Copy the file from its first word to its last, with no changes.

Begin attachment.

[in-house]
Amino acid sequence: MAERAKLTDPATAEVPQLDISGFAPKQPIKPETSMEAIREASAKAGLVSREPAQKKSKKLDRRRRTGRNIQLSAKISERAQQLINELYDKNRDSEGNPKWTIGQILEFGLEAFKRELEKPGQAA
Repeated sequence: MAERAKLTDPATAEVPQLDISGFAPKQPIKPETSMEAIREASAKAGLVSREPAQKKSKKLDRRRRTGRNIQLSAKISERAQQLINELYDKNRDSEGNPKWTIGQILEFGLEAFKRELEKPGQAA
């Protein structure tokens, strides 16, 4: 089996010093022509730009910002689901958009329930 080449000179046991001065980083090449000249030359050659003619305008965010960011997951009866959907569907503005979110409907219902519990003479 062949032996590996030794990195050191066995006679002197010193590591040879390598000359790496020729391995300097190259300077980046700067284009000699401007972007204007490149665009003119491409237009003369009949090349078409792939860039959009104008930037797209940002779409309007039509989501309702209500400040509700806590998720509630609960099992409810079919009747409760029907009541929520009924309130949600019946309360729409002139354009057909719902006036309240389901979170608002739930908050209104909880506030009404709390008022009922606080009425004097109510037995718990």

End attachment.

[in-house]
Amino acid sequence: MAERAKLTDPATAEVPQLDISGFAPKQPIKPETSMEAIREASAKAGLVSREPAQKKSKKLDRRRRTGRNIQLSAKISERAQQLINELYDKNRDSEGNPKWTIGQILEFGLEAFKRELEKPGQAA
Repeated sequence: MAERAKLTDPATAEVPQLDISGFAPKQPIKPETSMEAIREASAKAGLVSREPAQKKSKKLDRRRRTGRNIQLSAKISERAQQLINELYDKNRDSEGNPKWTIGQILEFGLEAFKRELEKPGQAA
């Protein structure tokens, strides 16, 4: 089996010093022509730009910002689901958009329930 080449000179046991001065980083090449000249030359050659003619305008965010960011997951009866959907569907503005979110409907219902519990003479 062949032996590996030794990195050191066995006679002197010193590591040879390598000359790496020729391995300097190259300077980046700067284009000699401007972007204007490149665009003119491409237009003369009949090349078409792939860039959009104008930037797209940002779409309007039509989501309702209500400040509700806590998720509630609960099992409810079919009747409760029907009541929520009924309130949600019946309360729409002139354009057909719902006036309240389901979170608002739930908050209104909880506030009404709390008022009922606080009425004097109510037995718990």